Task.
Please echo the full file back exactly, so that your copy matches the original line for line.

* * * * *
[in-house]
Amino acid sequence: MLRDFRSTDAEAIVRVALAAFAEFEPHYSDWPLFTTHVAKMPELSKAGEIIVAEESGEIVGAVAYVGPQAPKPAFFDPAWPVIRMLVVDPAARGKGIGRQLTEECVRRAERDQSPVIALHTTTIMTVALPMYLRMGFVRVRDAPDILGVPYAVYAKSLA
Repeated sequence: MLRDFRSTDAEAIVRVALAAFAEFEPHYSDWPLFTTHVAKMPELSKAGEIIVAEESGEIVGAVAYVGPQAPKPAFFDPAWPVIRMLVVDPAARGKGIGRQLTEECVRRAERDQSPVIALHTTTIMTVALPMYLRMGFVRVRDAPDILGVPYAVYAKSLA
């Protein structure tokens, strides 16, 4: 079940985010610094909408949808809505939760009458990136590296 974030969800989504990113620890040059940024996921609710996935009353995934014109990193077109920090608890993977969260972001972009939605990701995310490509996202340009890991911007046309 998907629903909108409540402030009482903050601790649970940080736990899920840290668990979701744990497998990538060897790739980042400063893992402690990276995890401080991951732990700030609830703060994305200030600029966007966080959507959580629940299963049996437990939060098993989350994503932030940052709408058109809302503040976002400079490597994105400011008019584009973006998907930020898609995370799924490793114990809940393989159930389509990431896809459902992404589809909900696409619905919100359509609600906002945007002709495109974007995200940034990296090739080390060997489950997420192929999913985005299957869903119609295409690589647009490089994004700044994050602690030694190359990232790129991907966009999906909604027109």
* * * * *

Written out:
[in-house]
Amino acid sequence: MLRDFRSTDAEAIVRVALAAFAEFEPHYSDWPLFTTHVAKMPELSKAGEIIVAEESGEIVGAVAYVGPQAPKPAFFDPAWPVIRMLVVDPAARGKGIGRQLTEECVRRAERDQSPVIALHTTTIMTVALPMYLRMGFVRVRDAPDILGVPYAVYAKSLA
Repeated sequence: MLRDFRSTDAEAIVRVALAAFAEFEPHYSDWPLFTTHVAKMPELSKAGEIIVAEESGEIVGAVAYVGPQAPKPAFFDPAWPVIRMLVVDPAARGKGIGRQLTEECVRRAERDQSPVIALHTTTIMTVALPMYLRMGFVRVRDAPDILGVPYAVYAKSLA
């Protein structure tokens, strides 16, 4: 079940985010610094909408949808809505939760009458990136590296 974030969800989504990113620890040059940024996921609710996935009353995934014109990193077109920090608890993977969260972001972009939605990701995310490509996202340009890991911007046309 998907629903909108409540402030009482903050601790649970940080736990899920840290668990979701744990497998990538060897790739980042400063893992402690990276995890401080991951732990700030609830703060994305200030600029966007966080959507959580629940299963049996437990939060098993989350994503932030940052709408058109809302503040976002400079490597994105400011008019584009973006998907930020898609995370799924490793114990809940393989159930389509990431896809459902992404589809909900696409619905919100359509609600906002945007002709495109974007995200940034990296090739080390060997489950997420192929999913985005299957869903119609295409690589647009490089994004700044994050602690030694190359990232790129991907966009999906909604027109």